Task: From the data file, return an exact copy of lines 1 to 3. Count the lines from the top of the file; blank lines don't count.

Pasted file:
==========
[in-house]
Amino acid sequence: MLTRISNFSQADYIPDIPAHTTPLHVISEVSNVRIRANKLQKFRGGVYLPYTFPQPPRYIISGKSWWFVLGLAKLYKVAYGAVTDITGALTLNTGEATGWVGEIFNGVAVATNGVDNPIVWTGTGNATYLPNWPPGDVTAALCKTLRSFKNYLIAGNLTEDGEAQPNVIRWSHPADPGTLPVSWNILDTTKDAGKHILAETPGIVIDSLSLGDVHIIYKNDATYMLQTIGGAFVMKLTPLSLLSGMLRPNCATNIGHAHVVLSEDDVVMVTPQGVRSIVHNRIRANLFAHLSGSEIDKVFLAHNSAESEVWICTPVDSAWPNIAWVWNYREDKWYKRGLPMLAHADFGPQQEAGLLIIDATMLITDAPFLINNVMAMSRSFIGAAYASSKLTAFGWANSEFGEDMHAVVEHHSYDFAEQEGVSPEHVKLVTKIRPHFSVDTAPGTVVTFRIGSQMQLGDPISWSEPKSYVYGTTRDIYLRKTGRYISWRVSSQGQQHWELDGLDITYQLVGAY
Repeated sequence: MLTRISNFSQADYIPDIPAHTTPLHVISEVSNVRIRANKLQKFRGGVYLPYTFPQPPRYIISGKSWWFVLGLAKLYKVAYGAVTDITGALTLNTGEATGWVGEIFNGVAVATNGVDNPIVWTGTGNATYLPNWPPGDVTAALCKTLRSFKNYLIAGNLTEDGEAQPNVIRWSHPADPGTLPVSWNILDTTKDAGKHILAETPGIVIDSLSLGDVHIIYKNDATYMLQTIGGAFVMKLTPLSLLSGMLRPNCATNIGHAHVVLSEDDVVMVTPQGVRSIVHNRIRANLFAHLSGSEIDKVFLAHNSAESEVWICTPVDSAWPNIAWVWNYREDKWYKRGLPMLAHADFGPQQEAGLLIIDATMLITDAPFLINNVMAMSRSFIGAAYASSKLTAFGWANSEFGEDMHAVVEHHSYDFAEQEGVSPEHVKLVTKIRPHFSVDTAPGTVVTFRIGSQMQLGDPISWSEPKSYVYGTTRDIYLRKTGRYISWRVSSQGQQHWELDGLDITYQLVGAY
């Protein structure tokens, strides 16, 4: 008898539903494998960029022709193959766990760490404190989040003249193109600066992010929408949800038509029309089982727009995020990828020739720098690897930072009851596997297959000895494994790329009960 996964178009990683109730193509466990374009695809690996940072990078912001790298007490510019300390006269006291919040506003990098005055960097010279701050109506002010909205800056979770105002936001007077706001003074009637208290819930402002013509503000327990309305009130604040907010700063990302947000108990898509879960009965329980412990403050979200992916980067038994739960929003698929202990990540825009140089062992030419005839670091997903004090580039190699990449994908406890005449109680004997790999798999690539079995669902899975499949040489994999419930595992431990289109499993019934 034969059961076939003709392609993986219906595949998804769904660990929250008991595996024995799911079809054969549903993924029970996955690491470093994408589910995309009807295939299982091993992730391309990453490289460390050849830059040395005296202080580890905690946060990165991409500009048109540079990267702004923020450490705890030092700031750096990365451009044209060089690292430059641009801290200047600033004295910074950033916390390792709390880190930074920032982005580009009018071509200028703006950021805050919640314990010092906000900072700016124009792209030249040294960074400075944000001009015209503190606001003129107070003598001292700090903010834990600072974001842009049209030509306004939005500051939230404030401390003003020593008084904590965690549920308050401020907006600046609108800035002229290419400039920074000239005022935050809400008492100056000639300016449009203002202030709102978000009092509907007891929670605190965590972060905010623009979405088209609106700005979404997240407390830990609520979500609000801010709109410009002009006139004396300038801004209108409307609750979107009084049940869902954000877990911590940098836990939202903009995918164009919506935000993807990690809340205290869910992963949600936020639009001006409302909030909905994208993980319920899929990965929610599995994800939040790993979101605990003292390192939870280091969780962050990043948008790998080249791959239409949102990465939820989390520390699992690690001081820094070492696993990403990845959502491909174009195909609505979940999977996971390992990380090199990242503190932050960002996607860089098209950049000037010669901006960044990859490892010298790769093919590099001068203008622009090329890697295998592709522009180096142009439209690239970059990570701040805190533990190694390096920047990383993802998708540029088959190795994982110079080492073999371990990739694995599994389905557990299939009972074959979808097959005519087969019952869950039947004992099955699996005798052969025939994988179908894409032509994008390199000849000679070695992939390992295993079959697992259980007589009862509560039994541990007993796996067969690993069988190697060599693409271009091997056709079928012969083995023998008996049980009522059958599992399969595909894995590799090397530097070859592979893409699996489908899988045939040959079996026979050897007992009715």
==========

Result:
[in-house]
Amino acid sequence: MLTRISNFSQADYIPDIPAHTTPLHVISEVSNVRIRANKLQKFRGGVYLPYTFPQPPRYIISGKSWWFVLGLAKLYKVAYGAVTDITGALTLNTGEATGWVGEIFNGVAVATNGVDNPIVWTGTGNATYLPNWPPGDVTAALCKTLRSFKNYLIAGNLTEDGEAQPNVIRWSHPADPGTLPVSWNILDTTKDAGKHILAETPGIVIDSLSLGDVHIIYKNDATYMLQTIGGAFVMKLTPLSLLSGMLRPNCATNIGHAHVVLSEDDVVMVTPQGVRSIVHNRIRANLFAHLSGSEIDKVFLAHNSAESEVWICTPVDSAWPNIAWVWNYREDKWYKRGLPMLAHADFGPQQEAGLLIIDATMLITDAPFLINNVMAMSRSFIGAAYASSKLTAFGWANSEFGEDMHAVVEHHSYDFAEQEGVSPEHVKLVTKIRPHFSVDTAPGTVVTFRIGSQMQLGDPISWSEPKSYVYGTTRDIYLRKTGRYISWRVSSQGQQHWELDGLDITYQLVGAY
Repeated sequence: MLTRISNFSQADYIPDIPAHTTPLHVISEVSNVRIRANKLQKFRGGVYLPYTFPQPPRYIISGKSWWFVLGLAKLYKVAYGAVTDITGALTLNTGEATGWVGEIFNGVAVATNGVDNPIVWTGTGNATYLPNWPPGDVTAALCKTLRSFKNYLIAGNLTEDGEAQPNVIRWSHPADPGTLPVSWNILDTTKDAGKHILAETPGIVIDSLSLGDVHIIYKNDATYMLQTIGGAFVMKLTPLSLLSGMLRPNCATNIGHAHVVLSEDDVVMVTPQGVRSIVHNRIRANLFAHLSGSEIDKVFLAHNSAESEVWICTPVDSAWPNIAWVWNYREDKWYKRGLPMLAHADFGPQQEAGLLIIDATMLITDAPFLINNVMAMSRSFIGAAYASSKLTAFGWANSEFGEDMHAVVEHHSYDFAEQEGVSPEHVKLVTKIRPHFSVDTAPGTVVTFRIGSQMQLGDPISWSEPKSYVYGTTRDIYLRKTGRYISWRVSSQGQQHWELDGLDITYQLVGAY